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Root Vegetables

Not the prettiest, but they could be the crown jewels of your meal

January 15, 2012
By GLYNIS VALENTI - Staff Writer (gvalenti@timesleaderonline.com) , Times Leader

By GLYNIS VALENTI

Times Leader Staff Writer

Root vegetables as a rule aren't pretty. They aren't like that baby pepper that transforms into a shiny, chiseled green block or like a plump, sun-kissed heirloom tomato. They are the workhorse veggies, staples that (no pun intended) ground the meal.

Article Photos

T-L Photo/GLYNIS?VALENTI
Beets are multi-faceted. They have a unique antioxidant package, are healthy for the digestive tract, were developed for and are still used for sugar production and can be enjoyed raw or lightly cooked.

Long before industrial agriculture and year-round availability of produce at the grocery store, root vegetables were harvested late, stored in "root" cellars and eaten during the cold, lean months of winter. And with good reason-root vegetables are just that-roots that store all of the nutrition for their plants above ground. All of the energy (starch and sugar), vitamins and minerals are beneficial to humans, too.

Carrots and potatoes are the standard root vegetables, but three others-parsnips, beets and sweet potatoes-are inexpensive and have some unique qualities that add nutrition and variety to favorite winter dishes.

Parsnips look like large, pale carrots but are used more like potatoes. Researchers say the plant originated in Europe, and ancient Romans ate it, though they called carrots and parsnips by the same name. Before sugar cane, parsnips were used to sweeten foods, and farmers developed plumper, fleshier parsnips and harvested them later in the season to develop the sugar. Vegetables in the same family include carrots, celery, parsley, fennel, celeriac and chervil.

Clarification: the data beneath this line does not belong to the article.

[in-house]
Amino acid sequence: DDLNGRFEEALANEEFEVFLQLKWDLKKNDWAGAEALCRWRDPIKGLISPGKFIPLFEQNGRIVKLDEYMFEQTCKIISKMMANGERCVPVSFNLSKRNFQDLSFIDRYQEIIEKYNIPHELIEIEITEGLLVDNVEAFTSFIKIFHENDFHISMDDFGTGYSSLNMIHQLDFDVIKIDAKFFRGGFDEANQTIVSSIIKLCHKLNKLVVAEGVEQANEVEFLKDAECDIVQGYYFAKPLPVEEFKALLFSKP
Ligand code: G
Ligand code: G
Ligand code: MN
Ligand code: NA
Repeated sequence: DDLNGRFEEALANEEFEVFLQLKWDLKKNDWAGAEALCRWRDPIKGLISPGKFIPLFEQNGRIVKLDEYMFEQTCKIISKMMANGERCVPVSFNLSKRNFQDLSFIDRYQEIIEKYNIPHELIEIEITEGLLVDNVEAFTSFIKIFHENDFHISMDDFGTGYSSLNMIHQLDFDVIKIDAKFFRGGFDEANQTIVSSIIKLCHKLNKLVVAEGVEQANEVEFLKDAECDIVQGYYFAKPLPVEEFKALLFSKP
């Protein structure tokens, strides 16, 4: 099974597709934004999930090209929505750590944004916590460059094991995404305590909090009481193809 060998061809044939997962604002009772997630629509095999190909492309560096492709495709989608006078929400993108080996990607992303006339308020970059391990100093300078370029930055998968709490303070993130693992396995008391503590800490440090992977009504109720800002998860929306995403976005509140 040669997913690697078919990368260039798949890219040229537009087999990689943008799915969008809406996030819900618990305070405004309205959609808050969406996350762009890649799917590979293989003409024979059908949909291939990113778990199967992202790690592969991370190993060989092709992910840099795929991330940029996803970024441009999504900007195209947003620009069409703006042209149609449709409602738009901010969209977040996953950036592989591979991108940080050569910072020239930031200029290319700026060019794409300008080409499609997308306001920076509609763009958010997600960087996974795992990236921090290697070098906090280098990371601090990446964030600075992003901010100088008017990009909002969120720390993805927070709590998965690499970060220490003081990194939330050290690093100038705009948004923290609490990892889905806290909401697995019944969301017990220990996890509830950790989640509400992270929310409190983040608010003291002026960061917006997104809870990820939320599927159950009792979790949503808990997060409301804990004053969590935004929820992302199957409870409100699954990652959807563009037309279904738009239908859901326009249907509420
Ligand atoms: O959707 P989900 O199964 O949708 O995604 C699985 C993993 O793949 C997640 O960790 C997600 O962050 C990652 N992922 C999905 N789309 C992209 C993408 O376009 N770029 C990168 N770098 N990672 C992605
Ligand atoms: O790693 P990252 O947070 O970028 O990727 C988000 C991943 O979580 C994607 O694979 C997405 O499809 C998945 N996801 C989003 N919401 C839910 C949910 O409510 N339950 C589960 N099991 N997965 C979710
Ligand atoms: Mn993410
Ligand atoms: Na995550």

Nutritionally, parsnips are high in fiber, low calorie, low fat and cholesterol free. One cup of parsnip slices contains 100 calories (mainly from 24 grams of carbohydrates), 1.9 grams of protein and less than half a gram of fat. It also has 6.5 grams of fiber (26 percent of the USDA daily value recommendation based on 2,000 calories per day, or DV), 38 percent of the DV for Vitamin C, 37 percent of the DV for Vitamin K (for blood and bones), 22 percent of the DV for folate and 13 percent of the DV for Vitamin E. Among the minerals parsnips contain are copper (80 percent of the DV), potassium (14 percent of the DV), magnesium (10 percent of the DV) and phosphorus (9 percent of the DV). They also harbor valuable omega fatty acids: 4 mg of omega-3 and 54.5 mg of omega-6.

When purchasing parsnips, look for a firm, medium sized root. Avoid shriveled or soft parsnips, and if the greens are attached, they should be fresh and moist-looking, not wilted. In general, parsnips can replace potatoes in recipes because of their similar physical properties. Try dicing them for soups or mashing them with potatoes or cauliflower to add some nutritional and flavor zip.

Beets, related to the turnip and to spinach, have their own unusual properties and benefits, most obviously the betalain pigments that give beets their rich colors. Yellow beets contain betaxanthins, and red and purple beets contain betacyanins. As with many phytonutrients, these betalains provide antioxidant and anti-inflammatory support, but these combined with beet levels of Vitamin C and manganese seem to target eye health and nerve tissue.